With the growing trend in charitable giving of “donors down, dollars up” ministries are seeing an increased reliance on major donors to sustain and grow their work. In fact, a 2020 study found that around 85% of all revenue brought in by charitable organizations between 2018 and 2019 came from major donors.1
Recent research around the motivations and habits of wealthy donors from US Trust points out a glaring opportunity to best engage this donor segment: communication of impact.
The 2018 study found that 94% of wealthy donors give to an organization because they believe in its mission and 93% do so because they believe their gift can make a meaningful difference. Yet, the study also found that 54% of donors did not know if their gifts actually had their intended impact. The vast majority of donors, 71%, look to the charity for this kind of information.
Not only does a lack of communication around impact leave donors feeling unsure, it also may cause them to stop supporting the organization altogether. 16% of wealthy donors who stopped supporting an organization did so because they felt the organization failed to sufficiently communicate its impact.2
So how can your organization make sure you are effectively sharing your impact with your major donors?
The Signatry has had the joy of working with thousands of charities over the years. Our team has seen some wonderful ways that organizations have shown donors the power of their generosity. Here are a few ideas to consider for your own major donors:
Personalized Report/Quantifying the Impact
Help your donors know exactly how far their contributions went. How many families did they help complete through adoption? How many children did they help educate? This not only informs donors of their impact to date but it can also motivate future gifts as they shape generosity around impact instead of only dollar amounts. Keep in mind the area the family cares most about and lead with that. Not only does that speak to their heart, but it also demonstrates you know them well.
Example: Edify shares how their cost per student was brought down to $4.55 in 2020.
Video/Testimonial from the Field
Literally “show” them the work they helped make possible through the production of a short video. This is especially great in circumstances where the work is distant from the donors. Open their eyes to the people and places they have invested in. With the availability of Zoom and other platforms, consider doing a live feed from the mission field or shelter, etc. Where donors can have direct access to the work, they will feel more compelled and invested.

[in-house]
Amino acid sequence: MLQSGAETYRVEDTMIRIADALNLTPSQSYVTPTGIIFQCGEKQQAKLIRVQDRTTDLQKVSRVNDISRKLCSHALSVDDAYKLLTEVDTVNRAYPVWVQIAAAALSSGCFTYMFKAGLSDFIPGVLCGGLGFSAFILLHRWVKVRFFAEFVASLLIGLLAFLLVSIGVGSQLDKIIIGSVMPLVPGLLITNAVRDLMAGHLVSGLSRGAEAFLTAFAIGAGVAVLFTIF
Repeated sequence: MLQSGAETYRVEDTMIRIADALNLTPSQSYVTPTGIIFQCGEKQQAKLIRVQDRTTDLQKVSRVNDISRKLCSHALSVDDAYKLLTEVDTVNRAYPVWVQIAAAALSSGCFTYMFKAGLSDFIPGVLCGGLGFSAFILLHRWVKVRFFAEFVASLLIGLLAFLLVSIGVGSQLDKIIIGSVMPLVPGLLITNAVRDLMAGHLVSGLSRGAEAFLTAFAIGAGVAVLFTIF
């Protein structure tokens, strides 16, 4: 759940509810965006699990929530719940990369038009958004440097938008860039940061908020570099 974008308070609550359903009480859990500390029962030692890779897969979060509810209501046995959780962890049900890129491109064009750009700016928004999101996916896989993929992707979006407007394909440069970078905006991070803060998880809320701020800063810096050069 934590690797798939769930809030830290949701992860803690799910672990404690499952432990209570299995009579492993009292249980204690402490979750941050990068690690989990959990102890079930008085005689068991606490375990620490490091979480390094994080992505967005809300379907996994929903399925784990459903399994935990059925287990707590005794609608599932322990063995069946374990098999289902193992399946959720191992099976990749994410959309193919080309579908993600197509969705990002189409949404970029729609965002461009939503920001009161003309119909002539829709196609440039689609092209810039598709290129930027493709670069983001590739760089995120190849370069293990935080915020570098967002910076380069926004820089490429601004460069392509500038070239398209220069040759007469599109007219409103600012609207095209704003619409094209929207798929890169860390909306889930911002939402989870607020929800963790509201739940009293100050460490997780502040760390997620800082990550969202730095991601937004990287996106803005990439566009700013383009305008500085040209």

Example: eMite pays a full-time videographer to share celebration videos for each of their completed projects.
A Celebration Event
Bring together a community of top donors for a special time of celebration and storytelling. Small group donor events are a great way to celebrate the work and connect donors. Try incorporating donor stories as well. As donors share their “why” it can inspire others. Take it a step further and invite donors who have given through non-cash assets to share their experience in generosity. Research shows there is social power in knowing “donors like me give this way.”
Example: A giving circle called the Kingdom Investment Foundation hosts a celebration night to report back on how donors’ generosity has created impact.
A Unique Keepsake
Is there something donors can keep for themselves to remind them of the important work they have taken part in? This could be an engraved brick from the completion of a school building or a copy of a newly completed translation of the Bible. Provide a tangible reminder of the transformational work.
Example: A clean water charity called neverthirst gives a branded item like this water bottle to show appreciation for continued support.
Each of these examples, and the many others that exist, will leave no doubt in the donor’s mind that they are a part of great work. Be creative and have fun with it. What will make your major donors feel appreciated, engaged, and meaningful?
1 – 2020 Fundraising Effectiveness Survey Report, Association of Fundraising Professionals
2 – 2018 US Trust Study of High-Net-Worth Philanthropy